When Fred Lewington, 70, started driving buses for Southland Transportation one June, he recalls thinking he might keep at it “until Christmas time.”
That was 20 years ago.
Since then Lewington has driven hundreds of children to school, and scores of people on charter buses. He’s had a great time travelling those many kilometres and highly recommends bus driving to people looking for a fun and flexible career.
“The variety of work available is great,” says Lewington, adding the people he’s met, especially the schoolchildren, have been outstanding as well.
“I’ve watched kids grow up in front of me,” he says, including a boy named Trevor who “got on my bus in kindergarten, and got off for the last time when he graduated high school.”
Lewington has even been invited to graduation ceremonies for some of his student passengers.
Sue Wold is only a year into making memories in her job as a school bus driver but loves it already. Wold, 52, says it was her granddaughter who brought up the idea after seeing a Southland advertisement.
The free training program provided by the company was excellent, she says, adding that she was a bit nervous on her first day, but everyone at the company was very supportive and things went well. Since then, Wold has loved the experience and the children she’s met, from high school teens on her regular route to the young children on buses she drives when filling in for other drivers.
Southland regional director Murray Glass says a career as a bus driver can be a great fit for many people. Driving a school bus usually takes a couple hours each morning and afternoon. The driver has the middle of the day free, along with evenings, weekends, school holidays and all of July and August.
Some drivers are entrepreneurs with start-ups who drive buses to earn extra money while developing their business. Others work from home and can supplement their regular income driving each school day.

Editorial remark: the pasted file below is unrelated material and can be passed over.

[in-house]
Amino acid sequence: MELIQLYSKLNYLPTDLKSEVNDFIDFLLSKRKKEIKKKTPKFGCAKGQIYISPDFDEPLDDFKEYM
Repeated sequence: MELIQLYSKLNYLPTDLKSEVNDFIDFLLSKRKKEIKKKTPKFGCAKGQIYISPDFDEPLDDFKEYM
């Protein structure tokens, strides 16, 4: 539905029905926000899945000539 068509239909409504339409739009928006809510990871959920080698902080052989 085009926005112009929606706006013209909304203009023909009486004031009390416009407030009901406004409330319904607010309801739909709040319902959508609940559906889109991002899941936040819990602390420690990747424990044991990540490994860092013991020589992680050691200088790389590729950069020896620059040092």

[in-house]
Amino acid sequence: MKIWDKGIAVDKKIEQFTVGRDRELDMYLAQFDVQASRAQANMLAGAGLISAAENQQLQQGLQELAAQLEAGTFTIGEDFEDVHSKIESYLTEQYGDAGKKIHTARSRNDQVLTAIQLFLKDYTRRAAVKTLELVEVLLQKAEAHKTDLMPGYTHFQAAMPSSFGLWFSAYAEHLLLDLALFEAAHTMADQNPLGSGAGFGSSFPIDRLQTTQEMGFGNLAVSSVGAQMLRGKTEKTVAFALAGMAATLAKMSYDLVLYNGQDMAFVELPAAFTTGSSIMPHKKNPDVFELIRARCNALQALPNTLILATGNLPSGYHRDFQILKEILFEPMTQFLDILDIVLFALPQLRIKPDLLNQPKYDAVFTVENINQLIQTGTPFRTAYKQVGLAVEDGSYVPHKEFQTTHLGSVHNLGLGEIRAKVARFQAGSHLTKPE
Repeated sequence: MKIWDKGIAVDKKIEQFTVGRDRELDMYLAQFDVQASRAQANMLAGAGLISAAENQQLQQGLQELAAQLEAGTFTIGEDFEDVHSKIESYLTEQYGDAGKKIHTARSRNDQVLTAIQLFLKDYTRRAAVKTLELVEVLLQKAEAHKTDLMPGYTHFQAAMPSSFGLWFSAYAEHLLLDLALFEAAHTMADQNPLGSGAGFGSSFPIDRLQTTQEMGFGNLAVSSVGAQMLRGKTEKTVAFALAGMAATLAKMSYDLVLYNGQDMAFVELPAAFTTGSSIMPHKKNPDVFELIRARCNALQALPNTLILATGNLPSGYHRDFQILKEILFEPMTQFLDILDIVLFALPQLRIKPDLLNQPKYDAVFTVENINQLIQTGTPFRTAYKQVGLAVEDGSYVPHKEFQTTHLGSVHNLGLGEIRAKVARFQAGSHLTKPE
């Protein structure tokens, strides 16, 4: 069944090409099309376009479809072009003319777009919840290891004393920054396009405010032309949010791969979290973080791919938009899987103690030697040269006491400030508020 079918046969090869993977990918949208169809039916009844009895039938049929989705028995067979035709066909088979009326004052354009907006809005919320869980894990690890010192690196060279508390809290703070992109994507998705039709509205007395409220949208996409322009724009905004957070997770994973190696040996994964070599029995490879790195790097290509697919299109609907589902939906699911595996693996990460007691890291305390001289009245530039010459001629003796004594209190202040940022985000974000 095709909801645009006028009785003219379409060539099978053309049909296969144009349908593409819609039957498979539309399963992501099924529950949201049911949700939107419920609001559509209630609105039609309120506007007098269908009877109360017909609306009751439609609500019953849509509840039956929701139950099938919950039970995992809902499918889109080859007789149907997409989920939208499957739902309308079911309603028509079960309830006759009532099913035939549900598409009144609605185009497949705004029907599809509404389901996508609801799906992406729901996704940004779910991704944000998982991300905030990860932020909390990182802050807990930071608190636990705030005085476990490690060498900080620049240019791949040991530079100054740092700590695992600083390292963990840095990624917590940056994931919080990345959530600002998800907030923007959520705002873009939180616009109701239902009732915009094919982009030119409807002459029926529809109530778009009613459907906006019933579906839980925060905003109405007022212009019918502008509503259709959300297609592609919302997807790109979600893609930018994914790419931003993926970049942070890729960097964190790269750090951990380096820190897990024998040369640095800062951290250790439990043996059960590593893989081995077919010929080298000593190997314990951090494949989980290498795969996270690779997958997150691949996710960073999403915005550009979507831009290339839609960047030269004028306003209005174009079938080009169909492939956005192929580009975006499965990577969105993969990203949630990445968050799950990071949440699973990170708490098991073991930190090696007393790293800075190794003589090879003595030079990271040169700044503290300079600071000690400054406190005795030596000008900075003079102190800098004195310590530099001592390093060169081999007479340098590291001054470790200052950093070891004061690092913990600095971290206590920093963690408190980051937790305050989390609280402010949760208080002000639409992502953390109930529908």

Glass says they have retiree drivers who enjoy the chance to get out and meet people each day. Other prime candidates are stay-at-home parents, since drivers are allowed to bring up to two of their preschool-aged children on the bus.
While a school bus schedule works for many people, Glass says Southland also has additional work available driving chartered buses midday, on weekends and during July and August.
Applicants must have a valid Class 5 (non-graduated) driver’s license, four or fewer demerit points, and be able to pass a criminal record check. Job perks include free Class 2 training, recognition programs such as the Safe Driving and Long Service Award banquets and the opportunity for career advancement.
“Pretty much everybody in a supervisory, management or clerical role at Southland started as a school bus driver and worked their way up in the company,” says Glass.
He adds there is also the satisfaction of a job well done in the incredibly important role of getting people’s children to and from school safe and sound. Southland’s motto is Safely Home, and Glass says that is reflected in everyone from the bus drivers to the company’s bus maintenance workers to all the support staff.
Everyone helps each other do their job to the highest level, a long-standing tradition at the family-owned and operated company based in Calgary.
Click here for more information on becoming a bus driver.
This story was created by Content Works, Postmedia’s commercial content division, on behalf of Southland Transportation Ltd.